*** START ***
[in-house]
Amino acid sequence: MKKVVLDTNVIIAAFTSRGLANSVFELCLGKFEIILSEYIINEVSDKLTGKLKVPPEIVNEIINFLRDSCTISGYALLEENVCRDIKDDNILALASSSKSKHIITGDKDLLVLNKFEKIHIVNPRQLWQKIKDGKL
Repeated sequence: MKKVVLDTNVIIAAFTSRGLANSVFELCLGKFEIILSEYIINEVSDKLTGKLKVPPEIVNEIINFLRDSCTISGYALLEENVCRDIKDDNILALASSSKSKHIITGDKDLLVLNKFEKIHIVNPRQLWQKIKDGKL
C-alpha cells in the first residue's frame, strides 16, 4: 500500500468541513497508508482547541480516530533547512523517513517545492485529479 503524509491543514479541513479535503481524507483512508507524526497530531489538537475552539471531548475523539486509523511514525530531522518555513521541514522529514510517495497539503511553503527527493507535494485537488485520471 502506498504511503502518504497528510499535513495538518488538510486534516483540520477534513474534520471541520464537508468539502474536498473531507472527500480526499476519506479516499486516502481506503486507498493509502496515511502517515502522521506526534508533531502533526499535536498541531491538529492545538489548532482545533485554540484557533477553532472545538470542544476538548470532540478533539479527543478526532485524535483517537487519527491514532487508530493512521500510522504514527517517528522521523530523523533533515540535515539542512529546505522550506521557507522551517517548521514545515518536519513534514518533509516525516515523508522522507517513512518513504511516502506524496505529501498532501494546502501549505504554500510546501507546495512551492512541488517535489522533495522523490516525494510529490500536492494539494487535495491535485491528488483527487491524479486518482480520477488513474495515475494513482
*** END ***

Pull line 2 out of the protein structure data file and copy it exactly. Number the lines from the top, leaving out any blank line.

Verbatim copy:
Amino acid sequence: MKKVVLDTNVIIAAFTSRGLANSVFELCLGKFEIILSEYIINEVSDKLTGKLKVPPEIVNEIINFLRDSCTISGYALLEENVCRDIKDDNILALASSSKSKHIITGDKDLLVLNKFEKIHIVNPRQLWQKIKDGKL